By: Pamela Sweetwood
Goal is to encourage students to interact, overcome shyness
By Erica Pennington, The Gazette
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By Lee Hermiston, The Press-Citizen
This week, hundreds of incoming international University of Iowa students will take English tests, meet with their academic advisers and attend sessions on American culture.
But first, they learned to do-si-do.
For at least 15 years, a square dance has been an integral part of the international student orientation. Hundreds of students filled the Iowa Memorial Union’s Main Lounge to take part in the festivities.
By Brittany Caplin for fyi
The following article spotlights Dave Bess, a UI graduate who studied abroad in Italy and went on to form the band Public Property. Bess explains how traveling and studying at the UI and abroad influenced his music.
By Stephanie Wise, The Iowa City Press-Citizen
Dave Bess has a chronic case of wanderlust.
It’s what brought the 30-year-old Oahu, Hawaii, native to Iowa City in the first place, then to New York City, Italy and all over Europe; and now, to Arizona, where he’s moving this month.
By Allie Grasgreen, Inside Higher Ed
WASHINGTON — One of the lesser-known factors in why East Asian students have trouble seeking counseling lies not in the Chinese or Taiwanese culture, nor in the upbringing of these students, nor in one of the numerous myths and stereotypes that follow them around campus.
Chinese students are coming to study at the University of Iowa in increasing numbers. In part two of this story, Guannan Huang spoke with some of these students to find out the difficulties they’ve had adapting to American culture.
By Stephen Schmidt, Iowa City Patch
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Chinese students are coming to study at the University of Iowa in increasing numbers. In part one of this story, Guannan Huang speaks with some of these students to find out why, and what they think of Iowa City.
By Guannan Huang, Iowa City Patch
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By Rob Daniel, The Press-Citizen
Carnivale in Trinidad and other parts of the Caribbean is a mixture of different cultures coming together to celebrate, bringing together elements such as French foxes, Spanish horses and African spiders.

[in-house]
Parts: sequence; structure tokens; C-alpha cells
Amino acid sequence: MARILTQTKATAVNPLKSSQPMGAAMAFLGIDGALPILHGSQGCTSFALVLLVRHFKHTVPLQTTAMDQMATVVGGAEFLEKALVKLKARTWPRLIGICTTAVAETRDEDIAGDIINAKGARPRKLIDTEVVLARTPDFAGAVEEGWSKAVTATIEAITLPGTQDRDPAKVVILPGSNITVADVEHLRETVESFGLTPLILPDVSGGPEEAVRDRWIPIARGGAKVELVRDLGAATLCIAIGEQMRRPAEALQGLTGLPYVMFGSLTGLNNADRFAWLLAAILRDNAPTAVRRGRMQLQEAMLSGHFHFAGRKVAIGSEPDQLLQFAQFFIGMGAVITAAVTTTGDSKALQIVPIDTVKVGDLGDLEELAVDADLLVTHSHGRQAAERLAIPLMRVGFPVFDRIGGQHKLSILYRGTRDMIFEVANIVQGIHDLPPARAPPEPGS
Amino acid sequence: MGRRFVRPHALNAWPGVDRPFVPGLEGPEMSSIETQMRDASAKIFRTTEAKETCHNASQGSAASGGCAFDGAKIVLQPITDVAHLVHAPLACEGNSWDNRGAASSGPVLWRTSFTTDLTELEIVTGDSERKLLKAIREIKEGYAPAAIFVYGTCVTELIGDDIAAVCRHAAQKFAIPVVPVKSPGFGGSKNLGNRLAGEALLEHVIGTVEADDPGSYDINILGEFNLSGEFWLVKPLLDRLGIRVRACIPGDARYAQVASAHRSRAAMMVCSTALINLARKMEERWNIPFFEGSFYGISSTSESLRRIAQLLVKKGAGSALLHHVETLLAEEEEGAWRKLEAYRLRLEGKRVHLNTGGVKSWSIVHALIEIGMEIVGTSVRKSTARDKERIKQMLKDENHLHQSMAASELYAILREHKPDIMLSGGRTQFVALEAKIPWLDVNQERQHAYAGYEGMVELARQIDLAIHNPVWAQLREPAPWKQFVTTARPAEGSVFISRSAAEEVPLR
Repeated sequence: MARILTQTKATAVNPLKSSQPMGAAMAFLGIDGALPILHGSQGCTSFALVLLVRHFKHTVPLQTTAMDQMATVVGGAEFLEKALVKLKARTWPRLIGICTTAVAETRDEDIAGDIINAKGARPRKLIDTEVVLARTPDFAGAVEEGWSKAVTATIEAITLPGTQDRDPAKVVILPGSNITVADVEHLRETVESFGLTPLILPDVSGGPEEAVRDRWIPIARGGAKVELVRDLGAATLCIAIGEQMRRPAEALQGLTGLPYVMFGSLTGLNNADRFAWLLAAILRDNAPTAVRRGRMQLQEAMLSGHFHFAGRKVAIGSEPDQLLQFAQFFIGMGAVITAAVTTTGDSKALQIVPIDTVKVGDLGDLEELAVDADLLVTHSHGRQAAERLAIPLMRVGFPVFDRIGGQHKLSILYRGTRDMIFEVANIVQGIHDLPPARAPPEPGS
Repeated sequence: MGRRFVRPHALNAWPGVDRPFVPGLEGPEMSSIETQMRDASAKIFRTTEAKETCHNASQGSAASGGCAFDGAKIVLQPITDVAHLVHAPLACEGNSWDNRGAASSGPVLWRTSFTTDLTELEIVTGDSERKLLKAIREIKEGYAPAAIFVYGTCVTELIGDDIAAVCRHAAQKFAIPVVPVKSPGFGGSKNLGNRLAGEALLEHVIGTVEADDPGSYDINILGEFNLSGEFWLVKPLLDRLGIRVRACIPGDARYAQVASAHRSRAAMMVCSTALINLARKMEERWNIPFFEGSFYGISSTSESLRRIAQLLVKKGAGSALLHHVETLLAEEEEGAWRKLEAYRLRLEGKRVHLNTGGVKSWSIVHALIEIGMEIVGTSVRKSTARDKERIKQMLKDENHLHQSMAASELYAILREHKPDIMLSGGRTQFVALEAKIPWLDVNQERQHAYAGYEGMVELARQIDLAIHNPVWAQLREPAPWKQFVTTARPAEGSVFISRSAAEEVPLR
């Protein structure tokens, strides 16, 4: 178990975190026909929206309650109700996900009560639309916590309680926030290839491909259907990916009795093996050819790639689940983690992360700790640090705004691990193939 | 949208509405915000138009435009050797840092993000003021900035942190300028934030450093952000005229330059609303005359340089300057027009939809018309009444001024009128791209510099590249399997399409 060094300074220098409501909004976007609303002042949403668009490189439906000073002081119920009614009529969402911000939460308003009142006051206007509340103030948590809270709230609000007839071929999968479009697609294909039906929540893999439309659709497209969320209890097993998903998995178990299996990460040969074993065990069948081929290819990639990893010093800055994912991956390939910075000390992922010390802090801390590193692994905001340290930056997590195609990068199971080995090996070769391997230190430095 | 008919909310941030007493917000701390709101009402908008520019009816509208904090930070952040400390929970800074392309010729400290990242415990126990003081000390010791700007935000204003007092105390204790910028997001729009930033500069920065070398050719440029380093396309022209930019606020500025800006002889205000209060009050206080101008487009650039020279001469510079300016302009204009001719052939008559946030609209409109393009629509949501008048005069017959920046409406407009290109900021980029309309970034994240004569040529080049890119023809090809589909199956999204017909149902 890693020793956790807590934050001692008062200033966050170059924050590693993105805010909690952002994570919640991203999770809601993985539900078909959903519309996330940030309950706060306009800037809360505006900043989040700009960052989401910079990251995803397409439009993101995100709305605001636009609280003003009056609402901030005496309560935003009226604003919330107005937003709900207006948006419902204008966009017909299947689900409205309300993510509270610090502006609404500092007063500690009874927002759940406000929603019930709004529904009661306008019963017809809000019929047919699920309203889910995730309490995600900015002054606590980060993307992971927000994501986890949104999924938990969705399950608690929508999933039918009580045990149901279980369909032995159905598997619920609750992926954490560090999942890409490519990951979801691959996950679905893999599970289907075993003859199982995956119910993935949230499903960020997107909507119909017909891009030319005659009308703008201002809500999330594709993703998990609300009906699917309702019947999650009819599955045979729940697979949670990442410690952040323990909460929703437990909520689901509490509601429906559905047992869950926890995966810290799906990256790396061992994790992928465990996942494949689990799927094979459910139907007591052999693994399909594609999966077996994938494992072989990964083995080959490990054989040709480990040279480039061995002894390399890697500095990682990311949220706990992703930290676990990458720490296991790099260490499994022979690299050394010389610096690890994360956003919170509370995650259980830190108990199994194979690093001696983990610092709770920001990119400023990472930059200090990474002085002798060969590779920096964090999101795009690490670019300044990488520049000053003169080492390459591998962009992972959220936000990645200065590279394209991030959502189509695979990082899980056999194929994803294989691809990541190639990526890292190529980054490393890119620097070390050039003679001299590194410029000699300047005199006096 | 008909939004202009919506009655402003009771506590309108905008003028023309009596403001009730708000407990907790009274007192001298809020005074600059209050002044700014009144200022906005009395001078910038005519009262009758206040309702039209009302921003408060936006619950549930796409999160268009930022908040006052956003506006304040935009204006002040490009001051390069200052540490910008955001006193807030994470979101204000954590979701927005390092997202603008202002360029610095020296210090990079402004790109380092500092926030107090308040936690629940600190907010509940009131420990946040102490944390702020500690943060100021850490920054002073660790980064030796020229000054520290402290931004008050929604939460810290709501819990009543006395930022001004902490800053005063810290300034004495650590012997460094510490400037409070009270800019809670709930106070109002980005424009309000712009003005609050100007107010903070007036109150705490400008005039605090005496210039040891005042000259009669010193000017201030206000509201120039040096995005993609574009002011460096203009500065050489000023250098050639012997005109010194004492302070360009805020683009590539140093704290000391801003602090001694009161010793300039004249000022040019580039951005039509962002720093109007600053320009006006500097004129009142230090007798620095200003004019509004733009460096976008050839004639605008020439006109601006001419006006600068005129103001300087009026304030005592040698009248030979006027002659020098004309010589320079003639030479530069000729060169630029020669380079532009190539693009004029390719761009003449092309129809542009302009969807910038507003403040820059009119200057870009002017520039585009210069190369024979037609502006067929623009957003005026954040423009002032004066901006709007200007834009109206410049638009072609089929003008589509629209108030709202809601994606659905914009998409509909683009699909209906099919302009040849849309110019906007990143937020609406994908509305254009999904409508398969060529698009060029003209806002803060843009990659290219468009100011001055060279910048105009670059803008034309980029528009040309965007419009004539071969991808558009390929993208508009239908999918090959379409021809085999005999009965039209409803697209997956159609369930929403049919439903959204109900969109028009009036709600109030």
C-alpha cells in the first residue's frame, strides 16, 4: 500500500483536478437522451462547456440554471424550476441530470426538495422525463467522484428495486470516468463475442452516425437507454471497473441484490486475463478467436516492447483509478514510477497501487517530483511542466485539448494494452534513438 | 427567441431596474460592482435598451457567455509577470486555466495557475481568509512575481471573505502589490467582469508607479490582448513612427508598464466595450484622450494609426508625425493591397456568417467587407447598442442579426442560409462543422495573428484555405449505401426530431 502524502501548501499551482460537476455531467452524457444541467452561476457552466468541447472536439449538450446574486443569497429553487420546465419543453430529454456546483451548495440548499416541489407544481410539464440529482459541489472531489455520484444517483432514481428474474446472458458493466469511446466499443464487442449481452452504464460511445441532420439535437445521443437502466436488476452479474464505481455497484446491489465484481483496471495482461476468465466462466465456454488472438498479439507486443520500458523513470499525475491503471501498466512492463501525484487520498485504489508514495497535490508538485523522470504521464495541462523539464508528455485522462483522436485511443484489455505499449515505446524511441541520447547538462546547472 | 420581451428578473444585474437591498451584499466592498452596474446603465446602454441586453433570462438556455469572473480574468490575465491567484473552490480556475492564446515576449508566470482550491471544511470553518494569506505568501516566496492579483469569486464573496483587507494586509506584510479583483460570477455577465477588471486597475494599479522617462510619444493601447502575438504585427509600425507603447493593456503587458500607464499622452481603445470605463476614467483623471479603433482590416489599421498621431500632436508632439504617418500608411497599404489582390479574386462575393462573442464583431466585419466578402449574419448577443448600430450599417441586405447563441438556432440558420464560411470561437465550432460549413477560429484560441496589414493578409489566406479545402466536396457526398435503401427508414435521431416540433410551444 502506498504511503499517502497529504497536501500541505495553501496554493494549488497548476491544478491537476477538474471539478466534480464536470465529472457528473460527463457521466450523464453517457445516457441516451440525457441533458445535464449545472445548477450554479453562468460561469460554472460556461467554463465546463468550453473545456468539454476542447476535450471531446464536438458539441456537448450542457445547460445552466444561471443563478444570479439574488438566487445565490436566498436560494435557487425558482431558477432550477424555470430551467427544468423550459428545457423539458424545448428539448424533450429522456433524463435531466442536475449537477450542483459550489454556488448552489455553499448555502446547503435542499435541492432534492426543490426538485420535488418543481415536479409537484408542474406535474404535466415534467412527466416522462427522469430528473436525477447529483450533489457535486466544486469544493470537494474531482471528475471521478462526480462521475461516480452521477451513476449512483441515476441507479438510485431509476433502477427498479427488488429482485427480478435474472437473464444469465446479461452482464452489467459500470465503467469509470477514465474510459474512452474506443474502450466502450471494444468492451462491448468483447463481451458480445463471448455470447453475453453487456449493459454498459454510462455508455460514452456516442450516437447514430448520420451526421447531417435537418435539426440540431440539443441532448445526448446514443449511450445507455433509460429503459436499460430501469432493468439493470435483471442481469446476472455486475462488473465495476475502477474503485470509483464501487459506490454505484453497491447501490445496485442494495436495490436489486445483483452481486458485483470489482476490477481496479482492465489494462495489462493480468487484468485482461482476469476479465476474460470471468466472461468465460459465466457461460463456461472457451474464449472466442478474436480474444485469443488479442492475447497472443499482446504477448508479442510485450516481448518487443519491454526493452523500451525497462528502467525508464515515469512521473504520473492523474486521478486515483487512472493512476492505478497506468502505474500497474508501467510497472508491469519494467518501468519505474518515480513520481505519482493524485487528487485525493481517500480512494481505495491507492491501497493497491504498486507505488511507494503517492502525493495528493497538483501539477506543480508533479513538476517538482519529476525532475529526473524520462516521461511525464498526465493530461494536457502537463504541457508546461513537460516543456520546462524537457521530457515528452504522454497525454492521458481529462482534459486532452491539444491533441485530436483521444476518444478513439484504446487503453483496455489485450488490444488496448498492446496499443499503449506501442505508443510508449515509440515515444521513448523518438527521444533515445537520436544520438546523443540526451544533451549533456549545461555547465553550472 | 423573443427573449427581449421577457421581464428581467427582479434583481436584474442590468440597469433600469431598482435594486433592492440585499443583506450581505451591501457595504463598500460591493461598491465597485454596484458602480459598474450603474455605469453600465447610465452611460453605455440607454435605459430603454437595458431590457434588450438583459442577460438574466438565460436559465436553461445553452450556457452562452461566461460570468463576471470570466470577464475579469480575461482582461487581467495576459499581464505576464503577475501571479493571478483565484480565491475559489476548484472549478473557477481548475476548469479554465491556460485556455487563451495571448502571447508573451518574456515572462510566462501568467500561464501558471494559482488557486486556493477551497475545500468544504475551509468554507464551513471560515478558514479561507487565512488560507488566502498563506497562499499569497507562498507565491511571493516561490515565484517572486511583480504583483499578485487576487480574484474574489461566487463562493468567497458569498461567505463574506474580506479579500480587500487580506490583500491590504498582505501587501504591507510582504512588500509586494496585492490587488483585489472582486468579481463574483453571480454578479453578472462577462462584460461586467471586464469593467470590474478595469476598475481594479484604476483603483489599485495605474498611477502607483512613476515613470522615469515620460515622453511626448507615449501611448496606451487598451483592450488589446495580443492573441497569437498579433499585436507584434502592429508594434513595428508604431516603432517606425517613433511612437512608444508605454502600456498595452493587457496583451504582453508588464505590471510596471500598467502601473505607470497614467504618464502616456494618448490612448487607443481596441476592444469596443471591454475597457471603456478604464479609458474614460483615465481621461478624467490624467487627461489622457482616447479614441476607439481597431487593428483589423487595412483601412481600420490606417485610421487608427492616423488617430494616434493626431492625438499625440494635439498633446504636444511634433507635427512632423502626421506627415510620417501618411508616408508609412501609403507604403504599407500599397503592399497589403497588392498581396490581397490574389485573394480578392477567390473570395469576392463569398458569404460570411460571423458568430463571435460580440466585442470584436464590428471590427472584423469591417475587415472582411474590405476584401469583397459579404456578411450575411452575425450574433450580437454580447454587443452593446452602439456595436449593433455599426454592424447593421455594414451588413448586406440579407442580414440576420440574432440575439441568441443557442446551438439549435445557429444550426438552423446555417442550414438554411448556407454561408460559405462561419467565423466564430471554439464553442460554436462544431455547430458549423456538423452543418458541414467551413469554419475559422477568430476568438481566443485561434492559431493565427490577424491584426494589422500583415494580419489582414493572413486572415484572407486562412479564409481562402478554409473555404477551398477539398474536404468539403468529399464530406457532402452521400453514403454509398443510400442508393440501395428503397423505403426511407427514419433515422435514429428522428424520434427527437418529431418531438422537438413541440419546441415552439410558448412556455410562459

Another part of the party can be a Chinese dragon, which was toward the front of a long parade of children around the Iowa City Public Library and the pedestrian mall and included Luke Becker, 10, of Iowa City, and his sisters, Emma, 9, and Cora, 6.
“I liked ringing the bells on the dragon and shaking around,” Luke said.
By Chastity Dillard, The Daily Iowan
The Rev. Mark Kiyimba was forced to leave his Ugandan home in March for his safety.
The gay-rights activist, now in the United States, stood before a captivated church crowd Sunday morning to discuss Uganda’s gay rights issues.
Though he’s not gay himself, Kiyimba has traveled from church to church across the United States for the last 12 weeks, hoping to raise awareness of a Ugandan anti-homosexuality legislation.
Following a shaky six-year peace agreement, the birth of the Republic of South Sudan is the final stage in the hopes of ending decades of war.
And for University of Iowa student Grace Nyoma, the separation is a welcome change.
“This is the best thing that could of happened for Sudan,” she said.
By Brittany Caplin
From fyi, the UI’s faculty and staff newsletter
By Brittany Trevick, The Daily Iowan
University of Iowa graduate student Hao Zhang came to Iowa from China with no furniture to stock his apartment. But after stopping at Faith Baptist Church, he wound up with a desk, a microwave, and much more to furnish his Iowa City apartment.
By Ian Stewart, The Daily Iowan
Fewer than 24 hours after he got off a plane from Islamabad, Pakistan, Ben Rogers was sitting on his couch in Cedar Rapids, watching the news of Osama bin Laden’s death unfold.
Rogers’ April trip to Pakistan, as part of an unofficial U.S. State Department-sponsored delegation, was at the heart of his discussion of American-Pakistani relations during a speech to the Iowa City Foreign Relations Council Wednesday.
Dave Eggers’ book “Zeitoun” is the 2011 selection for “One Community, One Book,” a project sponsored by the UI Center for Human Rights ( UICHR ) that promotes learning about human rights in the United States and the world through literature.